When the case of Microsoft Corp. v. Motorola Inc. article went to appeal, Motorola initially argued that the U.S. Court of Appeals for the Federal Circuit should hear the case, not the U.S. Court of Appeals for the Ninth Circuit. It’s well established that the Federal Circuit has jurisdiction over cases “arising under” federal patent law — that is, lawsuits where federal patent law creates the cause of action or patent law is a necessary element of one of the claims.
But, as the Ninth Circuit observed, it had already exercised jurisdiction over the case for Motorola’s earlier appeal of an injunction that Microsoft had sought to prevent Motorola from enforcing any injunction it might obtain against Microsoft’s use of certain contested patents. As the court explained in that earlier ruling, not all cases involving a patent claim fall within the Federal Circuit’s jurisdiction.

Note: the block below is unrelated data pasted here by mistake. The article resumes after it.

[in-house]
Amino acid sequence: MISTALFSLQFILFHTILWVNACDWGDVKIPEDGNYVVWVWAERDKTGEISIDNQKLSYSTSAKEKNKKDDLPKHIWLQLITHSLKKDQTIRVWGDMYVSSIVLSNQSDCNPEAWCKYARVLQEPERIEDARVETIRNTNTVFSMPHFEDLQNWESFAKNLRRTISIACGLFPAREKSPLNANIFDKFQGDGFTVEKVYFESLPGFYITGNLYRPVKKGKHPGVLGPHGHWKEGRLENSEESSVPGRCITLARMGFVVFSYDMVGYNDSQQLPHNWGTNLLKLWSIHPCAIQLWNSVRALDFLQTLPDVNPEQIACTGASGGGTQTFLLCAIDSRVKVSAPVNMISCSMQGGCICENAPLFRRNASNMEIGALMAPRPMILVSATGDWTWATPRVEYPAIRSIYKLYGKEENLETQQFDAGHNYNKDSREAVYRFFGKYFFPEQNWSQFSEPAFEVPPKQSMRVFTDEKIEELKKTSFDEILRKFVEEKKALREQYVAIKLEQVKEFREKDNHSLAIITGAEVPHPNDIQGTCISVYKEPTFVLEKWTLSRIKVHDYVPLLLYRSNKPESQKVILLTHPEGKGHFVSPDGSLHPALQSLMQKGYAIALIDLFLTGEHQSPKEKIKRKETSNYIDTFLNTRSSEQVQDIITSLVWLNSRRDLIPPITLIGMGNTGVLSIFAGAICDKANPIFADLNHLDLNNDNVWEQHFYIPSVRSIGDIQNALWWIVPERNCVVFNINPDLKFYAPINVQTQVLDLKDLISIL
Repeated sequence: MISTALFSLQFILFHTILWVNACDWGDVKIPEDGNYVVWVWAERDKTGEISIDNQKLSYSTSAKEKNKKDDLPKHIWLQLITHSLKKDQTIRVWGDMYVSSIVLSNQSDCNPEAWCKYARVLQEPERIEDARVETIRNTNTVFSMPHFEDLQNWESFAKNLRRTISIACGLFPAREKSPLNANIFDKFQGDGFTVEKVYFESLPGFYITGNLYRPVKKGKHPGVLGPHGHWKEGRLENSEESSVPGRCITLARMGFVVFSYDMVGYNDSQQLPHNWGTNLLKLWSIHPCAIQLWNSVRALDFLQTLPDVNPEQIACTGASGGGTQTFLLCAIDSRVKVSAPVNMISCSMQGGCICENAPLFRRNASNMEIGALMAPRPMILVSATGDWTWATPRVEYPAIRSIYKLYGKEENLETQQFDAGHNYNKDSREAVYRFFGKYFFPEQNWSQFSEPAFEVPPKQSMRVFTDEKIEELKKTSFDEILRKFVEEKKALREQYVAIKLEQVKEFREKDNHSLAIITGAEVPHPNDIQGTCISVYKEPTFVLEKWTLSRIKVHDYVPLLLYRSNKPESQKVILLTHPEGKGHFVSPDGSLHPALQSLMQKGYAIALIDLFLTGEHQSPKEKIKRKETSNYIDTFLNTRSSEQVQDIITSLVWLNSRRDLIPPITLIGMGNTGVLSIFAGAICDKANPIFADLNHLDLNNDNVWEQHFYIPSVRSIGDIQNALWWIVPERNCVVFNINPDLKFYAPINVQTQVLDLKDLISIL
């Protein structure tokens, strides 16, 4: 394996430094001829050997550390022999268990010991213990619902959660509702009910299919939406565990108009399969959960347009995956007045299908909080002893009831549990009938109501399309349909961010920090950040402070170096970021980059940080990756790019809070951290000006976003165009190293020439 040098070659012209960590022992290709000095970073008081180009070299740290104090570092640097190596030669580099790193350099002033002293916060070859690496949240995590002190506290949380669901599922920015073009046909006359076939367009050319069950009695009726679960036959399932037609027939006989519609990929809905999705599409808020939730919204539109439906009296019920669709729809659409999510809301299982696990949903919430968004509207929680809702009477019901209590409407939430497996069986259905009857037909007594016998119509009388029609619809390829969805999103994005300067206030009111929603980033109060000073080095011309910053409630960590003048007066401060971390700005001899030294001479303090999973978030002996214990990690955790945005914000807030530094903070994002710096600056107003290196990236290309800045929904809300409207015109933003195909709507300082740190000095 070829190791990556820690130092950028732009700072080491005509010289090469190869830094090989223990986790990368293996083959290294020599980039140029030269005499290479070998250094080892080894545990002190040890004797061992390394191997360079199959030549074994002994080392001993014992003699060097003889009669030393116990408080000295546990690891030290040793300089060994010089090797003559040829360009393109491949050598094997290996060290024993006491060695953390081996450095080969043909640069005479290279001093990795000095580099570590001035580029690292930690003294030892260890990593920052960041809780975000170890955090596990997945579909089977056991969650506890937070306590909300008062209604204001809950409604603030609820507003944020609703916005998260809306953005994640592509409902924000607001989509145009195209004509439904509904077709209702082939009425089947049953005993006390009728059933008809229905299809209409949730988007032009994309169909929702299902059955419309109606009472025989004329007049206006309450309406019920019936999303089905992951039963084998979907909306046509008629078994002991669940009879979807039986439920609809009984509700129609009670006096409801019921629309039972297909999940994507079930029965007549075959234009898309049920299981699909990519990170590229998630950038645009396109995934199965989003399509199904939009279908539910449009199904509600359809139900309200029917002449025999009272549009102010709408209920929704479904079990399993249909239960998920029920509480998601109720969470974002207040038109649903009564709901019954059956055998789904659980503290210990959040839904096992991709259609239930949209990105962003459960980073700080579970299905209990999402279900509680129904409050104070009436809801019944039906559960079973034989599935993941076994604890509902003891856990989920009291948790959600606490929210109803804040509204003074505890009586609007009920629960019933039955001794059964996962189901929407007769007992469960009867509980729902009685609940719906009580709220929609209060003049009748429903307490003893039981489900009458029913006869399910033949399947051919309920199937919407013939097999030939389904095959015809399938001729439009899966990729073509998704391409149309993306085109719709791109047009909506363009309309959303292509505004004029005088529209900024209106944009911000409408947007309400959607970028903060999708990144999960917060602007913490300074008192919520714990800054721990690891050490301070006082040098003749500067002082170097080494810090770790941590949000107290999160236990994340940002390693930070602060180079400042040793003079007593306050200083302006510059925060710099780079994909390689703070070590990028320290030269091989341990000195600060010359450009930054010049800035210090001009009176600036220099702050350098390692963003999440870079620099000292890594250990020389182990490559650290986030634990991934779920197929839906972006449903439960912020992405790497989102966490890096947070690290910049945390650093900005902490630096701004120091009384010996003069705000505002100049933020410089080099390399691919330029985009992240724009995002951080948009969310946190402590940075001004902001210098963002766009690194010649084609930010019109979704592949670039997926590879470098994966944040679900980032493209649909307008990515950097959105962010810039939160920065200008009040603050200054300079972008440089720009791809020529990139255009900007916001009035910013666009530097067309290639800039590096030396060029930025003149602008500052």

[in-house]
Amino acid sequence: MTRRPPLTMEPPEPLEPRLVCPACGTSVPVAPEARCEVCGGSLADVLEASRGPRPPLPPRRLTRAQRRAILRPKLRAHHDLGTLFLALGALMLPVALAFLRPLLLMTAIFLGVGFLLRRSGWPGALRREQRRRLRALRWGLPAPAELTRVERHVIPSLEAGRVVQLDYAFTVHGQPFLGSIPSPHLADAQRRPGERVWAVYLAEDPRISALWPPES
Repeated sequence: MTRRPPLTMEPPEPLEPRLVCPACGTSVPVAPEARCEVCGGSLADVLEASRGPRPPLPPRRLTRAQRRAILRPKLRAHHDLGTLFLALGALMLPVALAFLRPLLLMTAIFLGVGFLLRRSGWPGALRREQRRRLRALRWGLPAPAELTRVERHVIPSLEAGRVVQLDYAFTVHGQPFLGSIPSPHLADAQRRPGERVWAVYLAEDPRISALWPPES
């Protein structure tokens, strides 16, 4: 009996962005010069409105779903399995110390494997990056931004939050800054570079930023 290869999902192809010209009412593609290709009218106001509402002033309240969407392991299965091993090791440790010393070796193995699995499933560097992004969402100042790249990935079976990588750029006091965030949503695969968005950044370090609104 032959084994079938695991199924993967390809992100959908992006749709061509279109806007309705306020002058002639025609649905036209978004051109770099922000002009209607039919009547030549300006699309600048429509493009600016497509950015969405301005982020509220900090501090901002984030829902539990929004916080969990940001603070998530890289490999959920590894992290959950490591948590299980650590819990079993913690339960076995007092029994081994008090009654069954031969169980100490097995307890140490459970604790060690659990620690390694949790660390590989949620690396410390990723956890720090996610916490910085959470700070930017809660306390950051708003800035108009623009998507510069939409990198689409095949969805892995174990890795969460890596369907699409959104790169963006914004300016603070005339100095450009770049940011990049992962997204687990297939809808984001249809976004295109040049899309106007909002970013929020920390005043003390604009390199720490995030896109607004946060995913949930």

This case, the Ninth Circuit said, didn’t arise under patent law but rather was a breach of contract action. Moreover, the Federal Circuit clearly had no problem with the Ninth Circuit’s jurisdiction, considering it had transferred the appeal to the Ninth Circuit.